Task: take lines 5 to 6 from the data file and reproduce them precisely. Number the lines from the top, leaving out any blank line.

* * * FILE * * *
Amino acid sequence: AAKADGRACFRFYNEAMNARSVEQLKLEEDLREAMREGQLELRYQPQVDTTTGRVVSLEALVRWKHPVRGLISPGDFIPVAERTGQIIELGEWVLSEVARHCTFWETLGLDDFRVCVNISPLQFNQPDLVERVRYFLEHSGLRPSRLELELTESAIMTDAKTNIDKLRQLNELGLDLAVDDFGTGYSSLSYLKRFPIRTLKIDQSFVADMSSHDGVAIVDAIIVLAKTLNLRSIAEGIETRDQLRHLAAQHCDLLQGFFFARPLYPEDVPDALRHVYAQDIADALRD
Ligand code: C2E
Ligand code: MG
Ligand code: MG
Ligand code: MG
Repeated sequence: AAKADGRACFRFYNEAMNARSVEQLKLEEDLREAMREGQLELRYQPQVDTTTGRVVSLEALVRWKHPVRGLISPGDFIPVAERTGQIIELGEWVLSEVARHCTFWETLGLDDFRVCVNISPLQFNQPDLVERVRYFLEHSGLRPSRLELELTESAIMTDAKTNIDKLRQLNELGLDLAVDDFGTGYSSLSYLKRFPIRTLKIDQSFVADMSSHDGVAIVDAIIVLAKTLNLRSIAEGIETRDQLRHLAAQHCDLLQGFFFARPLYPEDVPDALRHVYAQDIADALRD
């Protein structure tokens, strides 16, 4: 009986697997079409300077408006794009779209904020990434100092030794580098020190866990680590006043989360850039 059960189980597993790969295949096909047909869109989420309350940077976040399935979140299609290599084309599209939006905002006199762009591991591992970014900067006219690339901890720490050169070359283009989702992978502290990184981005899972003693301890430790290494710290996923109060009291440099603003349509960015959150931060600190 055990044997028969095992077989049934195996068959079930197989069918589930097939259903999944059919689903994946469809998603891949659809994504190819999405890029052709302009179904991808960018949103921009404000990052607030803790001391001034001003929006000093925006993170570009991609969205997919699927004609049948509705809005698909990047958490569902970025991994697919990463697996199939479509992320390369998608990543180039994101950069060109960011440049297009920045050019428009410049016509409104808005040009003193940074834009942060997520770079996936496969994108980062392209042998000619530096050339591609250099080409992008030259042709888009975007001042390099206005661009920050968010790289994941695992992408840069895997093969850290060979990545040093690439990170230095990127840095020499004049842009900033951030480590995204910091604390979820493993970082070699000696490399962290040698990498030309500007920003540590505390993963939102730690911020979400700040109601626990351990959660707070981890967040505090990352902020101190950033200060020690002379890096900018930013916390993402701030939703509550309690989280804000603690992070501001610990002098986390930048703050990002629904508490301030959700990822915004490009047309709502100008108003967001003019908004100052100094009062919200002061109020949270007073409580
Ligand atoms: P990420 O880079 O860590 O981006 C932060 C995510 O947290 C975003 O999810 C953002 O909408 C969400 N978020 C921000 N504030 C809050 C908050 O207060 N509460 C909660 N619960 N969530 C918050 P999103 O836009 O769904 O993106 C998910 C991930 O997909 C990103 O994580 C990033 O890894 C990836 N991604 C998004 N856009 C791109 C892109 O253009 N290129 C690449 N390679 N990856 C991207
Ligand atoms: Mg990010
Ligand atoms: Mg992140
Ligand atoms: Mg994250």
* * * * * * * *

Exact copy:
Ligand code: MG
Repeated sequence: AAKADGRACFRFYNEAMNARSVEQLKLEEDLREAMREGQLELRYQPQVDTTTGRVVSLEALVRWKHPVRGLISPGDFIPVAERTGQIIELGEWVLSEVARHCTFWETLGLDDFRVCVNISPLQFNQPDLVERVRYFLEHSGLRPSRLELELTESAIMTDAKTNIDKLRQLNELGLDLAVDDFGTGYSSLSYLKRFPIRTLKIDQSFVADMSSHDGVAIVDAIIVLAKTLNLRSIAEGIETRDQLRHLAAQHCDLLQGFFFARPLYPEDVPDALRHVYAQDIADALRD